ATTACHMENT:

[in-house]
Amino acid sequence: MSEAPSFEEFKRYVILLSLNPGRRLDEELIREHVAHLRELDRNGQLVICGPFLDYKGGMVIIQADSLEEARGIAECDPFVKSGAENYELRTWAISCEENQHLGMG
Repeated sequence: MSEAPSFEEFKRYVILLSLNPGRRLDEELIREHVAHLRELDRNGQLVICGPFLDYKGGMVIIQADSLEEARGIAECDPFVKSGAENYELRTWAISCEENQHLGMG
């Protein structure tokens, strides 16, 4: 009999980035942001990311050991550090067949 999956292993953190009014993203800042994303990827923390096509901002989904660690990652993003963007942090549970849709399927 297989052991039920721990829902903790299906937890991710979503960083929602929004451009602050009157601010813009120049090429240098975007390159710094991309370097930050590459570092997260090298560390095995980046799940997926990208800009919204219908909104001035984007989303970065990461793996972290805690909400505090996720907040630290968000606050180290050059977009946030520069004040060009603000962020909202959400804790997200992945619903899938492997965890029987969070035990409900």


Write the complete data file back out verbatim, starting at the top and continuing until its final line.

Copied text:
[in-house]
Amino acid sequence: MSEAPSFEEFKRYVILLSLNPGRRLDEELIREHVAHLRELDRNGQLVICGPFLDYKGGMVIIQADSLEEARGIAECDPFVKSGAENYELRTWAISCEENQHLGMG
Repeated sequence: MSEAPSFEEFKRYVILLSLNPGRRLDEELIREHVAHLRELDRNGQLVICGPFLDYKGGMVIIQADSLEEARGIAECDPFVKSGAENYELRTWAISCEENQHLGMG
């Protein structure tokens, strides 16, 4: 009999980035942001990311050991550090067949 999956292993953190009014993203800042994303990827923390096509901002989904660690990652993003963007942090549970849709399927 297989052991039920721990829902903790299906937890991710979503960083929602929004451009602050009157601010813009120049090429240098975007390159710094991309370097930050590459570092997260090298560390095995980046799940997926990208800009919204219908909104001035984007989303970065990461793996972290805690909400505090996720907040630290968000606050180290050059977009946030520069004040060009603000962020909202959400804790997200992945619903899938492997965890029987969070035990409900």